Latest posts by Tyler Young (see all)
- How Positive Personality Traits Can Help in Business Relationships - February 26, 2018
- Work Friends Can Be Tricky: 5 Tips to Make These Relationships Stick - February 24, 2018
- 5 Effective Time Management Skills to Avoid Burnout on the Job - January 17, 2018
No matter your cultural background, tax bracket, or religious preference, we all have dealt with rejection at some point in life. Even down to not getting invited to that sleepover in 6th Grade or receiving that ‘thanks-but-no-thanks’ letter from our first choice in colleges, rejection stings.
The more we grow and the older we become, how we process this inevitable part of life is a major factor in our overall well-being. No one likes to be abandoned or tossed to the side, especially when you had your hopes up. From relationships to career goals, it hurts when you’re turned down.
I remember applying for jobs like a mad woman during my final semester of college. Even with three internships under my belt, it seemed as if no one was hiring a wannabe news reporter. I remember finally scoring an interview with one of the TV stations on my radar. It was a total disaster.
The news director was a total jerk and the salary they were offering me was laughable. When I never heard back from him, my feelings were beyond hurt. I felt unwanted. (Fun fact: this one moment rerouted me to evaluate my interests and become a rockstar news producer). Little did I know, everything was working on my behalf.
But before I knew any of what was to come, I internalized the rejection. My feelings were hurt and I went into every opportunity with a major pessimistic attitude allowing this one moment to completely diminish any glimmer of hope for my success.
From that experience alone, here are eight ways that I’ve learned to cope.
1. Acknowledge your feelings.
You’re mad? Be mad. You’re sad. Be sad. You’re indifferent? Be indifferent.
Your feelings matter. You have every right to feel the feels. Never sweep your emotions under the rug. Take the time you need to process how you’re feeling and take the necessary steps to get back to the regular you.
Defeat is only temporary, don’t succumb to the small battles.
2. Don’t deflect.
Rejection can become the purple elephant in the room and, eventually, that elephant is going to trample you. This is why #1 is so very important.
You can pretend like nothing happened, but in all reality, the situation is alive and well. Be honest with yourself and take inventory of the moments leading up to the rejection and find a solution to heal the wounds.
3. Give Yourself a Break
Chances are you’re blaming yourself (or the world) about whatever decision has you feeling rejected. We are our own worst critic. Life throws enough daggers our way, so don’t go around disrespecting yourself too! Living in a constant state of “what ifs” will drive you up the wall.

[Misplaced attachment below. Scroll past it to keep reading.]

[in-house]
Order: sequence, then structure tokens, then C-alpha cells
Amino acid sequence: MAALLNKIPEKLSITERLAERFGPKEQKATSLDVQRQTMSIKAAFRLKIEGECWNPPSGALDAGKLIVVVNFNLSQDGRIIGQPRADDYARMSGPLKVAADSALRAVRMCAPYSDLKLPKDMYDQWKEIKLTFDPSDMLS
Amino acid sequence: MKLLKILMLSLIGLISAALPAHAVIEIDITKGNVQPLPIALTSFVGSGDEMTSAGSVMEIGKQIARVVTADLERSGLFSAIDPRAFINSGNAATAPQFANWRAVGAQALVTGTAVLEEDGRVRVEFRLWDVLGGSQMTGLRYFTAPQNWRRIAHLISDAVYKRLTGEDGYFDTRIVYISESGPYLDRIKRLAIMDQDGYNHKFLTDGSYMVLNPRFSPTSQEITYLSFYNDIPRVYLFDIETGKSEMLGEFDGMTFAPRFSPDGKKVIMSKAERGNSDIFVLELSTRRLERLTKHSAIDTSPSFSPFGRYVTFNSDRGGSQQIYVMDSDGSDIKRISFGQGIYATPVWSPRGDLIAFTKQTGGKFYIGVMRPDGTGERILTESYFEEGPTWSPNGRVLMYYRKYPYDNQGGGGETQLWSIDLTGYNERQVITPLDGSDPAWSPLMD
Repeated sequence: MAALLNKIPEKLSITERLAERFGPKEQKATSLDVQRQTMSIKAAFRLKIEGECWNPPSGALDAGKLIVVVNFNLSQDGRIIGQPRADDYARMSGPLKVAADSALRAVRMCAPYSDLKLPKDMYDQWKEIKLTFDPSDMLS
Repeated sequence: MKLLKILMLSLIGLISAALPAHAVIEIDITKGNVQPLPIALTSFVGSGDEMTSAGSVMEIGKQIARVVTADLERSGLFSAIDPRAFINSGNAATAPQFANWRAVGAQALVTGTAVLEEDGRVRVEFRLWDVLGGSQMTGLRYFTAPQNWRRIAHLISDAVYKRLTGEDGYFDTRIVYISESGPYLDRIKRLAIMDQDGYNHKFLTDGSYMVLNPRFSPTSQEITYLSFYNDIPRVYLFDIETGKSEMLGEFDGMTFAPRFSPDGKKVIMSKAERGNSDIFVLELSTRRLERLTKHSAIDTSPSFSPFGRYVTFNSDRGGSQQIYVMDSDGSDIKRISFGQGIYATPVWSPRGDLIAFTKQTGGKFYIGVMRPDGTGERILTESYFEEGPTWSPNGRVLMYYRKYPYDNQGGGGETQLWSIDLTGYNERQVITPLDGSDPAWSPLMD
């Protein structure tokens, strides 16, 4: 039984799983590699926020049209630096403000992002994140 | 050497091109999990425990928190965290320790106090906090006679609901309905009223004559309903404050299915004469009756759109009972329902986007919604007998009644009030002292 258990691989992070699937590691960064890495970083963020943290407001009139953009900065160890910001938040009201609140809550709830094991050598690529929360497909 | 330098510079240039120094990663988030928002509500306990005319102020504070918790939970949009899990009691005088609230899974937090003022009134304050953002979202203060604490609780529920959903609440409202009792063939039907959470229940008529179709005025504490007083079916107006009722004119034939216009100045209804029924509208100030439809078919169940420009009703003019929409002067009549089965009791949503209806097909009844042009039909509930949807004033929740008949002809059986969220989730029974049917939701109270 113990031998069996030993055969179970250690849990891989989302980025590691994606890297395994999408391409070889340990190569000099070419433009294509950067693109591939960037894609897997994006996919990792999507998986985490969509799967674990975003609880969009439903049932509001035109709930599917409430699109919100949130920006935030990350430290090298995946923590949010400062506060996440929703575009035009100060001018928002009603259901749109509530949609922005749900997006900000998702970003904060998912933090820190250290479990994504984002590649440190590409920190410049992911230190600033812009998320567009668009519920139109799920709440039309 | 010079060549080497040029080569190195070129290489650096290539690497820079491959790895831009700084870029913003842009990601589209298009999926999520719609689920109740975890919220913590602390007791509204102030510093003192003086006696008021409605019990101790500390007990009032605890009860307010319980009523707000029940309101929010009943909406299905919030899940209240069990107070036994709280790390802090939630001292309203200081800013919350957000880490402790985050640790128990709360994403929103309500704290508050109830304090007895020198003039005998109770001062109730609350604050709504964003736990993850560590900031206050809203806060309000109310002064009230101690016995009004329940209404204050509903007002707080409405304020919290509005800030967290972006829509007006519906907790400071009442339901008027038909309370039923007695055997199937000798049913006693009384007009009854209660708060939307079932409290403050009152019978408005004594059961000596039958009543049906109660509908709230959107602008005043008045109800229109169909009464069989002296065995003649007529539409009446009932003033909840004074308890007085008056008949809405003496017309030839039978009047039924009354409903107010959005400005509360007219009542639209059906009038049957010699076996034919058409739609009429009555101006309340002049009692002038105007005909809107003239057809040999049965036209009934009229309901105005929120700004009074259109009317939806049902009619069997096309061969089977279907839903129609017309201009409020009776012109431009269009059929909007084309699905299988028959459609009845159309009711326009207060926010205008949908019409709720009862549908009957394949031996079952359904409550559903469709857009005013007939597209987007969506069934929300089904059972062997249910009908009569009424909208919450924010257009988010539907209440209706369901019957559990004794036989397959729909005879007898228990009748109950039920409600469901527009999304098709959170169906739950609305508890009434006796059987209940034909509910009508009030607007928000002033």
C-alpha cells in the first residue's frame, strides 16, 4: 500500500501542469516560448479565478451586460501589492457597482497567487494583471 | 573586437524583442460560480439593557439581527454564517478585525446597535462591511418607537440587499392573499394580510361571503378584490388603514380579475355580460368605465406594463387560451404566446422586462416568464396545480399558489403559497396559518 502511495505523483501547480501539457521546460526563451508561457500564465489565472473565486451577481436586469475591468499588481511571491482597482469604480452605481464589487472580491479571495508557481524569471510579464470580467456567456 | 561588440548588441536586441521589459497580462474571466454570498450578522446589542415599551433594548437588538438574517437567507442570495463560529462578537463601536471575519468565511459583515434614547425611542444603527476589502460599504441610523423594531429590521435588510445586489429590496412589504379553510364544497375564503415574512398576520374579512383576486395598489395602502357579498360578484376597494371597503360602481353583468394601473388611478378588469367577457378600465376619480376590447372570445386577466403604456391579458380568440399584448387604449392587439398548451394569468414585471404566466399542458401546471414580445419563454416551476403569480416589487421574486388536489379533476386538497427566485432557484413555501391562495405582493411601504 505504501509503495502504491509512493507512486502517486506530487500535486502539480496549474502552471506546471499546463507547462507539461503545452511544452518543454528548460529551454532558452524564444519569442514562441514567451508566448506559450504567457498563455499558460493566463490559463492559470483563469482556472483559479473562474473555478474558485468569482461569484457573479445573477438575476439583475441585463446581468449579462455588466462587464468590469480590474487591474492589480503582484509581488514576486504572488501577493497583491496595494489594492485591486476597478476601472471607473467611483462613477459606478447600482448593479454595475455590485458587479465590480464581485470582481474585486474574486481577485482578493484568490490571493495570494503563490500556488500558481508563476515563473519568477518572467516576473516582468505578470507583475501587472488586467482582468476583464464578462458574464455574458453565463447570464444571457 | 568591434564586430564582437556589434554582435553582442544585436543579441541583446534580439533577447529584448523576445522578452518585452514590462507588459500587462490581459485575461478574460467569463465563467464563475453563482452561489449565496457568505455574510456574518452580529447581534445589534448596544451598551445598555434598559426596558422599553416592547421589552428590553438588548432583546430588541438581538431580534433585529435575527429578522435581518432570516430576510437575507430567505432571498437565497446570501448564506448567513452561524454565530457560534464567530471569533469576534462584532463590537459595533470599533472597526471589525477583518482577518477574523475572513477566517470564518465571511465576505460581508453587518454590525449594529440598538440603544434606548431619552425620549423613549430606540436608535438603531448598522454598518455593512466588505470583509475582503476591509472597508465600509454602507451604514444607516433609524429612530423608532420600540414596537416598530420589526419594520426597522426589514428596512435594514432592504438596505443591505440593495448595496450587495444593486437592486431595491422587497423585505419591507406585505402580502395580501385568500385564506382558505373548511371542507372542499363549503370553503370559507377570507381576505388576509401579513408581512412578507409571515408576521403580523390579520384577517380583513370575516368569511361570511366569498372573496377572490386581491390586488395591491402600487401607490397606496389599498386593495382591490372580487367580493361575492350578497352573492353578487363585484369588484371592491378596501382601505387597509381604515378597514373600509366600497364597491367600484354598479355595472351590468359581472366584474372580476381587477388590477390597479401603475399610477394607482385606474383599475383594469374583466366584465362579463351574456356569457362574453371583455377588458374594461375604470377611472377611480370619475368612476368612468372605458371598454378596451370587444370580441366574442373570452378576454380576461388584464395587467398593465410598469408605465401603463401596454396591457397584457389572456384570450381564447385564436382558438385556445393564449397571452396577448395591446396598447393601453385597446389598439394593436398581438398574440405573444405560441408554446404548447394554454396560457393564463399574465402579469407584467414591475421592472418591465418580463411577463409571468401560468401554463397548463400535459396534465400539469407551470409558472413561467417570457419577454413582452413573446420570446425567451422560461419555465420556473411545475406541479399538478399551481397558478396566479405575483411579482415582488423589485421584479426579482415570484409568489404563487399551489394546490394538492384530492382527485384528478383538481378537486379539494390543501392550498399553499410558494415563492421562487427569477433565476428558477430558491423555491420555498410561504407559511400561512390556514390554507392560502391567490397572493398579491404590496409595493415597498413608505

There comes a time when we have to come to terms with things not going our way. You were turned down for a reason–some reason, whether valid or not–and maybe, just maybe it wasn’t actually all your doing. Beating yourself up won’t change the outcome. Don’t worry, there will be time for reflecting on what you could have done better later.
4. Do some soul searching
Maybe this opportunity wasn’t for you. Often rejection can provide a space to sharpen your focus and redirect your original purpose. Never allow “no” to define you.
Cleanse your psyche and meditate on the positive. Truly assess your motives and determine whether you’re focusing your energy in the right spaces. Mental clarity is often the only clarity we need.
5. Treat Yourself
Self-care is the best care. Go to bed really early. Treat yourself to a massage. Read that guilty pleasure novel you’ve been dying to buy. Go see a movie.
Whatever you do, have some alone time doing something else. This always helps me remember that my current situation is just a drop in the bucket of life.
6. Ask for Feedback
Ok now that you’ve healed and are getting your head back on straight, it’s time to get down to business.
It’s so easy to bang your head against a wall trying to figure out what you did wrong or what you didn’t do so well. So just ask.
Send a follow-up email to ask for tips on improving. Or, just blatantly ask what didn’t make you the best candidate/option/etc. Do tread lightly as you don’t want to come off too aggressive.
If requesting a second meeting or follow-up isn’t an option, find someone you trust in a similar industry or position to give you feedback. No, this doesn’t mean to call up your best girlfriend because chances are she’ll side with you, and that’s actually not what’s best for you right now.
Find the person who will be transparent and guide you in the right direction in the event that another opportunity arises. You’ll have a plan of attack. You never know how you come off to others until certain behaviors are called to your attention.
7. Seek Alternatives
Maybe this opp wasn’t for you. Every failure in life is inevitable rerouting you to the necessary path. Take it in stride. Once you’ve assessed this opportunity and why you weren’t the person for the job, find the one that is.
8. Try Again
Become one with perseverance. Boss girls don’t throw in the towel that easily! While these tips may be easier said than done, you must know that you are greater than the forces that seem to be against you.
What if rejection knocked them down to a point where they never got back up?! The odds are always rigged in your favor. Believe it! Hang in there.